20. Genotypes • Homozygous = same alleles = PP, pp • Heterozygous = different alleles = Pp homozygousdominant heterozygous homozygousrecessive

  21. purple PP homozygous dominant purple Pp heterozygous How do you determine the genotype of an individual withwith a dominant phenotype? Phenotype vs. genotype • 2 organisms can have the same phenotype but have different genotypes Can’t tellby lookin’at ya!

  22. The Steps • P generation: Parental generation (pure) • F1: First Filial generation (1=first) • F2: Second Filial generation (2=second)

  23. Gregor Mendell • Genetics: The study of inheritance • Dominant: the strongest gene • Recessive: only appears when the dominant is not present • Probability: is the chance something will happen (the chance of a certain trait)

  24. Repeating and Interpreting • Pure purple (WW): homozygous dominant • Pure white (ww): homozygous recessive

  25. Punnet Square W (purple) W (purple) w white w white W W w w W w W w

  26. Repeating and Interpreting • All of the F1 (children) are heterozygous for the gene for flower color

  27. Blue=phenotype Red=Genotype W w Purple=75% W w W W W w WW=25% Ww=50% white=25% W w w w Ww=50% ww=25%

  28. Tongue Curling Warm-Up Review Punnett Squares by completing this worksheet individually. QUESTIONS, please raise your hand.

  29. Genotypic ratio: WW=25% (1/4) Ww=50% (2/4) ww=25% 1/4 Phenotypic ratio: Purple=75% (3/4) white = 25% (1/4)

  30. 3, 1, 4, 2 • Alleles for the parents • Genotypes (alleles) for offspring

  31. Objectives:SWBAT demonstrate an understanding of DNA by successfully completing the DNA Mega-QuizSWBAT explain the importance of Gregor Mendell’s work by examining its relevance to modern day genetics.Drill:1. Is this homozygous or heterozygous? 2. If “A” stands for straight hair and “a” stands for curly hair, what kind of hair will the person have? Aa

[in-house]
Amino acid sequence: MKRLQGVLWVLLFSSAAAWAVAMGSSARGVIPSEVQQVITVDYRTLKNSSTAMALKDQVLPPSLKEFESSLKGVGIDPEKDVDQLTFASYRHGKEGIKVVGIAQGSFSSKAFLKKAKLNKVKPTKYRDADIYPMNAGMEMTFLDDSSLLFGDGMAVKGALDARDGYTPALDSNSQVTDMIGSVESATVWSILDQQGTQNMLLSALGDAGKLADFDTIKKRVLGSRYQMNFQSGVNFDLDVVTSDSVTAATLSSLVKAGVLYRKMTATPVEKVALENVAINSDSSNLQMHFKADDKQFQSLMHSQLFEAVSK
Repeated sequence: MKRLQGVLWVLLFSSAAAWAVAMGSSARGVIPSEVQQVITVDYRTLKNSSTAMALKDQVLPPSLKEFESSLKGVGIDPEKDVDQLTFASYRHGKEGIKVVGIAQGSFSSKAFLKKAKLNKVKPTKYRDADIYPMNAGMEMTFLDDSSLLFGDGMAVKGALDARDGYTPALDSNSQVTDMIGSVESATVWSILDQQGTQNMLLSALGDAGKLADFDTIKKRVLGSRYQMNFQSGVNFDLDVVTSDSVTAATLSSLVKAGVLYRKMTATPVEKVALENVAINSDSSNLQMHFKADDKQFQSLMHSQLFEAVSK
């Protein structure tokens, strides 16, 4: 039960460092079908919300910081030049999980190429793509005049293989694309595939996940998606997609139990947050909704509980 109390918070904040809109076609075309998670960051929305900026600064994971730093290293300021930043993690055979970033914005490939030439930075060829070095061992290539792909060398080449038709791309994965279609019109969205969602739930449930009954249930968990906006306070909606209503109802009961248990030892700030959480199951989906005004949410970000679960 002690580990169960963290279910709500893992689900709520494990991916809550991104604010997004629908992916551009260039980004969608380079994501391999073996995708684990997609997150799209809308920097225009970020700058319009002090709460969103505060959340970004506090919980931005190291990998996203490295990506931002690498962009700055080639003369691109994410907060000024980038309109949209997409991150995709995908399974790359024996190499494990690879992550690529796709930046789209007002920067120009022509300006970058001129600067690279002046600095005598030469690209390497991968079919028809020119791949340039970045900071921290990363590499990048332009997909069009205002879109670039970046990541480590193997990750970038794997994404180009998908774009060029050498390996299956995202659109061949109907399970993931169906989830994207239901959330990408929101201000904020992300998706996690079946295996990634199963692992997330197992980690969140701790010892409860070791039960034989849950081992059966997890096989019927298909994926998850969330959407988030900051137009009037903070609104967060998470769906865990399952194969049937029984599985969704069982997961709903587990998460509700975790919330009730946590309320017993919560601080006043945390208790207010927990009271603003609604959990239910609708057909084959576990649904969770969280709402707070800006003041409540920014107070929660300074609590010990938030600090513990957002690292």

32. Drill:1. Is this homozygous or heterozygous?2. If “A” stands for straight hair and “a” stands for curly hair, what kind of hair will the person have? Aa heterozygous Straight

  33. Key Vocabulary • Homozygous: 2 of the same alleles AA or aa • Heterozygous: 2 different alleles Aa

  34. Homework & Quiz Dates • Homework #5: W 2/28 Homework #6: M 3/5 Homework #7: F 3/9 Quiz #3: Th 3/1 Quiz #4: Th 3/8 

  35. Punnett Squares II • Let’s walk through these two problems together. • Questions, you will now try these in your Punnett Squares Scenarios packet.

  36. Punnett Squares Scenarios • Work with a partner to answer these questions. • Raise your hand if you get stuck.

  37. Critical Reading a. To show the probability of the offspring b. Both parents have two different alleles (Bb) c. Both parents are Bb and B is dominant- so both are black.

  38. Critical Reading • BB & bb • 1 BB: 2Bb: 1bb (25%BB: 50%Bb: 25%bb) • B 3: b 1 (Black:3 brown: 1) 2. Shows the physical characteristics 3. d. Phenotypic ratio

  39. Curling your tongue warm-up C C C c c c C c C c C c

  40. Curling your tongue warm-up C C C c c c C c C c C c

  41. Curling your tongue warm-up R r R r R r R r R r R r

  42. Punnett Squares Scenarios A person who studies how traits are passed on is studying genetics. Long rod shaped bodies inside a cell’s nucleus are called chromosomes. Chromosomes have parts that determine traits. These parts are genes.

  43. Punnett Squares Scenarios An organism having two genes that are alike is said to be pure, however if the organism has one dominant and one recessive gene for a trait, it is called heterozygous. The gene that is dominant prevents the other gene from showing. One method for showing which genes can combine when an egg and sperm join is a Punnett square.

  44. Punnett Squares Scenarios M e dd F Nn i AA g KK L oo Ff ll W Cc tt B zZ ss Pu E R SS p

  45. Punnett Squares Scenarios He: Heterozygous Ho-D: Homozygous Dominant Ho-r: Homozygous Recessive Genotypic Ratio: (the letters) DD :0/4 Dd:2/4 dd:2/4 (Ho-D) (He) (Ho-r)

  46. Punnett Squares Scenarios He: Heterozygous Ho-D: Homozygous Dominant Ho-r: Homozygous Recessive Phenotypic Ratio: (what it looks like) DD & Dd=Dimples dd=no dimples 50% 50%

  47. Punnett Squares Scenarios Genotype Homozygous AA Dominant Heterozygous Aa Homozygous aa Recessive Phenotype dominate trait recessivetrait

  48. Give an example of a homozygous recessive genotype with Q • Give an example of a heterozygous genotype with Q. • Cross 2 Heterozygous for the letter R (round ears) (r=pointy) • What is the genotypic ratio for #3? • What is the phenotypic ratio for #3?

  49. Genetics: Punnett Squares: 11/11/2019Objectives:SWBAT explain the importance of genetics by examining its relevance to inheritance through completing Punnett Squares.Drill:1. Is this homozygous or heterozygous? 2. If this person mates with a person with “Bb” what percent of their children will be heterozygous? BB

  50. BB: Homozygous Bb: Heterozygous B B B B B b B B B b B b